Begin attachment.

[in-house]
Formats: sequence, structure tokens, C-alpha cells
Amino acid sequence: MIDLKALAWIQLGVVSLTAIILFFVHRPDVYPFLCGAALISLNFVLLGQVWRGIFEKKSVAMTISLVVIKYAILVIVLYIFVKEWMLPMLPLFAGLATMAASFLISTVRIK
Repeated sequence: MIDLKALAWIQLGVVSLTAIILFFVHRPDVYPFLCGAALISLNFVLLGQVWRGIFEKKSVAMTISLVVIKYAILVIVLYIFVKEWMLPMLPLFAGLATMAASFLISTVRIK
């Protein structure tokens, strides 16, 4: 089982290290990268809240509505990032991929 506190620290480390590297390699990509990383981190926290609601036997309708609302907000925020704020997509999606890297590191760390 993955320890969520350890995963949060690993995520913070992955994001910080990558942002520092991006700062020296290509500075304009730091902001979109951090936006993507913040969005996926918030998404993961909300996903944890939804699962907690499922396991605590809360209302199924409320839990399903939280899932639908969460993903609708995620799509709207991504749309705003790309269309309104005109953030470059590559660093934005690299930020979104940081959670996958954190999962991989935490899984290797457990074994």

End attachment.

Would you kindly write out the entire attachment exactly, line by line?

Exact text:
[in-house]
Formats: sequence, structure tokens, C-alpha cells
Amino acid sequence: MIDLKALAWIQLGVVSLTAIILFFVHRPDVYPFLCGAALISLNFVLLGQVWRGIFEKKSVAMTISLVVIKYAILVIVLYIFVKEWMLPMLPLFAGLATMAASFLISTVRIK
Repeated sequence: MIDLKALAWIQLGVVSLTAIILFFVHRPDVYPFLCGAALISLNFVLLGQVWRGIFEKKSVAMTISLVVIKYAILVIVLYIFVKEWMLPMLPLFAGLATMAASFLISTVRIK
């Protein structure tokens, strides 16, 4: 089982290290990268809240509505990032991929 506190620290480390590297390699990509990383981190926290609601036997309708609302907000925020704020997509999606890297590191760390 993955320890969520350890995963949060690993995520913070992955994001910080990558942002520092991006700062020296290509500075304009730091902001979109951090936006993507913040969005996926918030998404993961909300996903944890939804699962907690499922396991605590809360209302199924409320839990399903939280899932639908969460993903609708995620799509709207991504749309705003790309269309309104005109953030470059590559660093934005690299930020979104940081959670996958954190999962991989935490899984290797457990074994």